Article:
Knowing When It's Time To Take A Break

As writers, we work hard to keep all the balls in the air. Research, writing drafts, revising manuscripts, producing proposals for future projects, blogging and maintaining multiple social media platforms, as well as our own websites. Those of us that don’t have the luxury of writing full time have a 40-hour workweek to manage as well. Add to that the fact that many of us have spouses and families, and life for a writer can be... well... crazy at the best of times.

Last week I hit a wall. My trip to Massachusetts had been planned for months when my agent requested some extra work be done on a particular project a week before we left. Knowing that I was going to lose a week to my working vacation added extra stress, but I got right to work as requested. But the load really hit once I got back from vacation. The daily grind of working all day in the lab and then putting in another six hours or so on the project when I got home as well as 18-hour days on week-ends took its toll after about a week and a half. I really knew I was pushing it when I started getting dizzy spells at work (which is never good from a safety standpoint, especially when you work with HIV). But when a project has to be completed, you power through until it’s done. And you go through a lot of coffee in the process.

Last Thursday night, I sent that project to Nicole. On Friday, I was an absolute mess. Even my lab mates were teasing me good-naturedly that I was there in body but not in mind, and that I was being uncharacteristically klutzy. I think my brain and body had jointly decided that now that the pressure was off, they were taking a vacation whether I wanted it or not. So, I treated myself to two whole days of doing almost nothing ― relaxing in front of the TV with my husband, taking my girls swimming, hanging out for an afternoon with my mother (who’d almost forgotten what I looked like by that time) and generally giving my brain permission to recharge. After that brief break, I felt like myself again and now I’m back on track prepping for my editor pitches at Killer Nashville this week.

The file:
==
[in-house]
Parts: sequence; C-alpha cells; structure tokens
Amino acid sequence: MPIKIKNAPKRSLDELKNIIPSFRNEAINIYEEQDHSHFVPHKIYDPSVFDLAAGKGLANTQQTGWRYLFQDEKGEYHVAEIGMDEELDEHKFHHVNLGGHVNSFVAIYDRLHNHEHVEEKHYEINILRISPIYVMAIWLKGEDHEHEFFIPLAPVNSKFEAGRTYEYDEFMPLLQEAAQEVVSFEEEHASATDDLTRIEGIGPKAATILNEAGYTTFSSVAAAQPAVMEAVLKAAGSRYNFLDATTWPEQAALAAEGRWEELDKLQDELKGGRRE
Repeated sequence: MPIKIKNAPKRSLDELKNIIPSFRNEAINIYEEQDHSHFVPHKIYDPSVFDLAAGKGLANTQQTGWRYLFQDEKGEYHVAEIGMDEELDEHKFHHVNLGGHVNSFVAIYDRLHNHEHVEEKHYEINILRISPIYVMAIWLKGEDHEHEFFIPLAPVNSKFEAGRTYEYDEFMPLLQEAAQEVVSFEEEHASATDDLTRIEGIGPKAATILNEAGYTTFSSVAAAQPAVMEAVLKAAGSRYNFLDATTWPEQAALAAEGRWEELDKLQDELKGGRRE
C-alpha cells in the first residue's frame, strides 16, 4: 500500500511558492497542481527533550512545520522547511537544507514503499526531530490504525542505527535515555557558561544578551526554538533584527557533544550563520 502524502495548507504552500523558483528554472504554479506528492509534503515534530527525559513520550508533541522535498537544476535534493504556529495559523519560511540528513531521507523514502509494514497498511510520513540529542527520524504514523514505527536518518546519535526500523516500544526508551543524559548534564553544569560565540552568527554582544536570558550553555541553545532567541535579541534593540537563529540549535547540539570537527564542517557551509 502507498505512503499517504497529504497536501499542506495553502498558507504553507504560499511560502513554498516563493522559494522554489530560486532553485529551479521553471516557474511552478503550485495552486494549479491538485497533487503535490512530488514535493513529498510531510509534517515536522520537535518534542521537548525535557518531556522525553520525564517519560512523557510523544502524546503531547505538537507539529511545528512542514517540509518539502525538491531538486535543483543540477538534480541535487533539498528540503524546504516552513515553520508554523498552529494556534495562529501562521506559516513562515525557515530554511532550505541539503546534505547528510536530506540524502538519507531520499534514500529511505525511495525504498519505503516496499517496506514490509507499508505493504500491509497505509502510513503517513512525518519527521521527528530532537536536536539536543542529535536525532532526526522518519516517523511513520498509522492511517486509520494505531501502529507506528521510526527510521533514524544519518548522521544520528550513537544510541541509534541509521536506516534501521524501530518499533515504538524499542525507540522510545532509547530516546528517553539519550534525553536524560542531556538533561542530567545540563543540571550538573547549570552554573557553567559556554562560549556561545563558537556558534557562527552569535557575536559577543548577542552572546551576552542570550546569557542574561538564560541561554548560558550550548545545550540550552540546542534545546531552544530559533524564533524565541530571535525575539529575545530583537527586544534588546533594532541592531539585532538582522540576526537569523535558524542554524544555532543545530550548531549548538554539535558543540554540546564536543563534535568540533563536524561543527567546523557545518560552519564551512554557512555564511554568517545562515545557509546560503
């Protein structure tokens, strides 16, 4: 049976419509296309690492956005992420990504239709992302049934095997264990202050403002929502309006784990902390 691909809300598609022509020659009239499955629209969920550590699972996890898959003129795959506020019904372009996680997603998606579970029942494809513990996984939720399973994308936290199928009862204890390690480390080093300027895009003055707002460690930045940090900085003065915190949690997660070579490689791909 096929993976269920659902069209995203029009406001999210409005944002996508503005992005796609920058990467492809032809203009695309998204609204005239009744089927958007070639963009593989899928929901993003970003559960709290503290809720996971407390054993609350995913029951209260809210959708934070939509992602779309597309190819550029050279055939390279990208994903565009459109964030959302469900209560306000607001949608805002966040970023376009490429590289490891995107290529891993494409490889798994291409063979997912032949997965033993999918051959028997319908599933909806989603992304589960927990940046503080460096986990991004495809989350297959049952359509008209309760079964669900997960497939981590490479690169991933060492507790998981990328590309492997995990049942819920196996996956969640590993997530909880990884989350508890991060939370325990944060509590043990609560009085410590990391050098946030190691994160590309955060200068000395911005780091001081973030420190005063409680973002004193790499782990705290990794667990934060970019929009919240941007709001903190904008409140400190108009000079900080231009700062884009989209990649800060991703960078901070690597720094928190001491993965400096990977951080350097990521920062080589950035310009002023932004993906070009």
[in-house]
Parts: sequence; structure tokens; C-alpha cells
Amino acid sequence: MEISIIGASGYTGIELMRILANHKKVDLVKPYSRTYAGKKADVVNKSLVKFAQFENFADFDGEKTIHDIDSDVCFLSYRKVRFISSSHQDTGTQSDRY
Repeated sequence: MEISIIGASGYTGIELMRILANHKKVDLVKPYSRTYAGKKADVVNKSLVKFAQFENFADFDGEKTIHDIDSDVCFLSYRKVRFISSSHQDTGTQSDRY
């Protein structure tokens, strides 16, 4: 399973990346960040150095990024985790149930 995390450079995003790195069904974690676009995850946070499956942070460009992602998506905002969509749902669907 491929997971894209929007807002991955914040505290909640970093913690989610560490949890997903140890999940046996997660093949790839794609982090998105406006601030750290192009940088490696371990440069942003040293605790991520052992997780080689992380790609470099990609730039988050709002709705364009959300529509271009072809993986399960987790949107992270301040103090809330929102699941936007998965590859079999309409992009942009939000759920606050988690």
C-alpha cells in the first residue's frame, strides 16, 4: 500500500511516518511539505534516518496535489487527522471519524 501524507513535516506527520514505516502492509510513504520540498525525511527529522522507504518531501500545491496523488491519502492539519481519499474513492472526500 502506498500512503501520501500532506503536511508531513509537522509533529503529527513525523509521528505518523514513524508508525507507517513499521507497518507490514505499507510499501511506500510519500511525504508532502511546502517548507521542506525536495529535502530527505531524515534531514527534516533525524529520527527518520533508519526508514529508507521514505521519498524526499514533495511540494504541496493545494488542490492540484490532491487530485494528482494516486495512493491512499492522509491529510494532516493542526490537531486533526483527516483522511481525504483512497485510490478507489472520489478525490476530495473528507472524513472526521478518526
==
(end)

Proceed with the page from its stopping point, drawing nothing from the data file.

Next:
There definitely comes a time when we can’t keep pushing ourselves because what we produce won’t be worth the effort. Sometimes we need to give ourselves permission to recharge and then come back to the game rested and ready to do the job right.

How do you manage to keep all the balls in the air when the combined pressures of life and your job(s) threaten to take everything out of you?

Photo credit: hpaich